terça-feira, 17 de março de 2009

Ainda as repercussões de domingo passado

Diplomats voice fears over Macau entry row

Ambrose Leung
South China Morning Post
March 17, 2009

The row over Macau's denials of entry to Hongkongers has escalated to the international level, with foreign consulates expressing their concerns to the former enclave's government.

A day after five pan-democrats were barred while their colleagues were allowed in, the Civic Party has started a "one person, one e-mail" campaign to the Macau Immigration Department demanding the scrapping of what they called a blacklist.

Maria Castillo-Fernandez, head of the European Commission's Office in Hong Kong, said it had been following the cases and "expressed concerns" to the Macau government during a meeting last month.

Those concerns include whether the denial of entry for Hongkongers, as well as the passing of the Article 23 national security bill, would have any impact on future visits by European politicians who might be outspoken against China.

The British consulate also said it had raised concerns with the Macau government.

"Together with our EU partners, we have been following these exclusions in recent months closely," a consulate spokesman said.

"We raised the issue in a meeting with the Macau government on a separate subject last week."

A source in the pan-democratic camp said one western country's consulate had offered assistance after raising concerns about the issue several days ahead of a trip on Sunday which saw five activists, including legislators Leung Kwok-hung and Lee Cheuk-yan, denied entry. The rest of the 33-strong group were allowed in.

Mr Lee is to appeal to the International Trade Unions Confederation, which is expected to raise the matter with the International Labour Organisation, regarding disruptions in the normal exchange between unions in the two cities.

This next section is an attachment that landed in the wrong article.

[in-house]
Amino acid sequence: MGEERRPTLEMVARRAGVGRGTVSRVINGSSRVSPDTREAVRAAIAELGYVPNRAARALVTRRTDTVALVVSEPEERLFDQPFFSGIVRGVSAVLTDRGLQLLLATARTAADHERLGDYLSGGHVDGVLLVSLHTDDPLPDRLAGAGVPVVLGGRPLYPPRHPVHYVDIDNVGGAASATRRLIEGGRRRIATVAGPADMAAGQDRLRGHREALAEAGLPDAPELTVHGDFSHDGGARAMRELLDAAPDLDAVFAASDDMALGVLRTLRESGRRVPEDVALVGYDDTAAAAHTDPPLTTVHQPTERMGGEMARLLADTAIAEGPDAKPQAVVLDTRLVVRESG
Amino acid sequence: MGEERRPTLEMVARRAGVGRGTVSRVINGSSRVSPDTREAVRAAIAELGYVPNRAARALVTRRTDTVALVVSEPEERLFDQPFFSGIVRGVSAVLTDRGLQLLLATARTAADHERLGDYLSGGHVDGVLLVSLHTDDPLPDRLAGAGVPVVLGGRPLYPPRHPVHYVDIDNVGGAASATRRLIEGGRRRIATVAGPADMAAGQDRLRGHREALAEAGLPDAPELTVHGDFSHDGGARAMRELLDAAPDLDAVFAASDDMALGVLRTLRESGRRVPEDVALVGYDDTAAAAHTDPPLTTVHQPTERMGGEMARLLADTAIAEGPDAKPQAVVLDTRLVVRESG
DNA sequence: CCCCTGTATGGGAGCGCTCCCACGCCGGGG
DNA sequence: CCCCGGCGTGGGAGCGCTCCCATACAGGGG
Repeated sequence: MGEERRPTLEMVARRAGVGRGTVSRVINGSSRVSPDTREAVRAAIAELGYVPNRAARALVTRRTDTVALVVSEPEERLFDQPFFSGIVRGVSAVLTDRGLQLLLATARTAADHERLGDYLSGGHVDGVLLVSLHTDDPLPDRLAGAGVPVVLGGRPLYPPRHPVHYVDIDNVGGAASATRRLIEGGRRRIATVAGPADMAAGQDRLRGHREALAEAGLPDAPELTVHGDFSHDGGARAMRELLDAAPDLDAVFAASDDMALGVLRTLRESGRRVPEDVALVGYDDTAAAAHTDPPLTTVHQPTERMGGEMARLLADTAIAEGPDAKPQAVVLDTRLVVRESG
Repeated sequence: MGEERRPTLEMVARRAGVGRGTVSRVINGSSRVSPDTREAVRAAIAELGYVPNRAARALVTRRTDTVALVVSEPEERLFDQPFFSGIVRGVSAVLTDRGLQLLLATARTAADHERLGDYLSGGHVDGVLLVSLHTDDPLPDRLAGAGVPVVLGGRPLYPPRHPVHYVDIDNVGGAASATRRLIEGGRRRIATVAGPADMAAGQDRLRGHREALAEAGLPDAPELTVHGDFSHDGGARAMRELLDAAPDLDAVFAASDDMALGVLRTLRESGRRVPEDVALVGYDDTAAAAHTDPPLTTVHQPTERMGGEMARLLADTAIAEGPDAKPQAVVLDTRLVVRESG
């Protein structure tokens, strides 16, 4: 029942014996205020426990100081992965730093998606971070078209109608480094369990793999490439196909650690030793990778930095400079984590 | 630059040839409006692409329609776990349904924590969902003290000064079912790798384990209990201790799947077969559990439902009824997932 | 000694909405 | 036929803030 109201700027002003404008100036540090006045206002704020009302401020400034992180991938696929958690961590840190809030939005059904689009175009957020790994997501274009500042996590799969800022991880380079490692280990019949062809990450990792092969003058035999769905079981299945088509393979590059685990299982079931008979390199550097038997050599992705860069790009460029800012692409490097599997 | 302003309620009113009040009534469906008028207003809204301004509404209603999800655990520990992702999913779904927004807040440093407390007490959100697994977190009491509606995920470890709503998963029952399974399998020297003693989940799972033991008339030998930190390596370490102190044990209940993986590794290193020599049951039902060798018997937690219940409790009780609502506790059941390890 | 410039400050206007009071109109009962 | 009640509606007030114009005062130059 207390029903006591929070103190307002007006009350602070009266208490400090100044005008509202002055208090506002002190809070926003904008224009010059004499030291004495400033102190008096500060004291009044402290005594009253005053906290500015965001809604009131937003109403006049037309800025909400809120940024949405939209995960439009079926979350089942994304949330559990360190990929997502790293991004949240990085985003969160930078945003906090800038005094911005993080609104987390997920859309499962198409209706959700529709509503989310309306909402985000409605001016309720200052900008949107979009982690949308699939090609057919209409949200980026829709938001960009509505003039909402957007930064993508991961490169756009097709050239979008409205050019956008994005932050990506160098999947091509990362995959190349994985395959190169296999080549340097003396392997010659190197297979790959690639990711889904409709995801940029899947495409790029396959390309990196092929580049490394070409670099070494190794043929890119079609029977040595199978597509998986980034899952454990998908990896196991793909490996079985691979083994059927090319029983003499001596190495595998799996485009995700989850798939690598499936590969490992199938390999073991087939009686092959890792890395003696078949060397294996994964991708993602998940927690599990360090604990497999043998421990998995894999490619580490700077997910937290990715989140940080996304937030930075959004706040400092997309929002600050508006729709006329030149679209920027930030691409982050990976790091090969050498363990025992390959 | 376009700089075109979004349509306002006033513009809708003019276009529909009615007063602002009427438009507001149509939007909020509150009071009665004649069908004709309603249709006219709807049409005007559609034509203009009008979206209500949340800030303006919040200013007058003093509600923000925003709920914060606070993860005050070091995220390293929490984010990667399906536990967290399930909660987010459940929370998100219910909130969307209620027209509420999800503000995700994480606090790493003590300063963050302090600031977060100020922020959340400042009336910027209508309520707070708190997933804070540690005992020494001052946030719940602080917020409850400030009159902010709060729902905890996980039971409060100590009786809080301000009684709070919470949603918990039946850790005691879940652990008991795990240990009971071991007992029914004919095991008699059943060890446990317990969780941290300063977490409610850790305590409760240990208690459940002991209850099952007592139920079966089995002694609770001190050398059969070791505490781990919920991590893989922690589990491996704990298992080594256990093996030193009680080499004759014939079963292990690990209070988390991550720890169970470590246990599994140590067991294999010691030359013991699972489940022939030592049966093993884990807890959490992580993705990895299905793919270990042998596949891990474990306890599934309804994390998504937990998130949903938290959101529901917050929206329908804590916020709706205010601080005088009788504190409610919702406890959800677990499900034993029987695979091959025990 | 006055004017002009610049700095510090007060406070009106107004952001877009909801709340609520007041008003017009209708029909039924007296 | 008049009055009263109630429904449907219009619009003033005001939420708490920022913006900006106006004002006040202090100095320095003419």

It is not the first time foreign governments have exerted pressure over the tightening of border controls in Hong Kong and Macau. During the Olympics torch relay in April last year, a diplomatic storm erupted after at least eight foreign nationals, including Danish sculptor Jens Galschiot and activists campaigning for Tibetan independence, were denied entry to Hong Kong.

But legislator Chan Kam-lam, of the Democratic Alliance for the Betterment and Progress of Hong Kong, said foreign governments should not interfere in the affairs of Hong Kong and Macau.

"How many people does the United States turn away every day? Macau is not the business of foreigners," Mr Chan said.

A Hong Kong government source believed the situation was improving, as the number of pan-democrats who were denied entry to Macau was smaller than expected during the trip on Sunday.

A Macau security police spokesman had earlier cited an internal security law and said Macau had a right to deny entry to anyone who violated the law.

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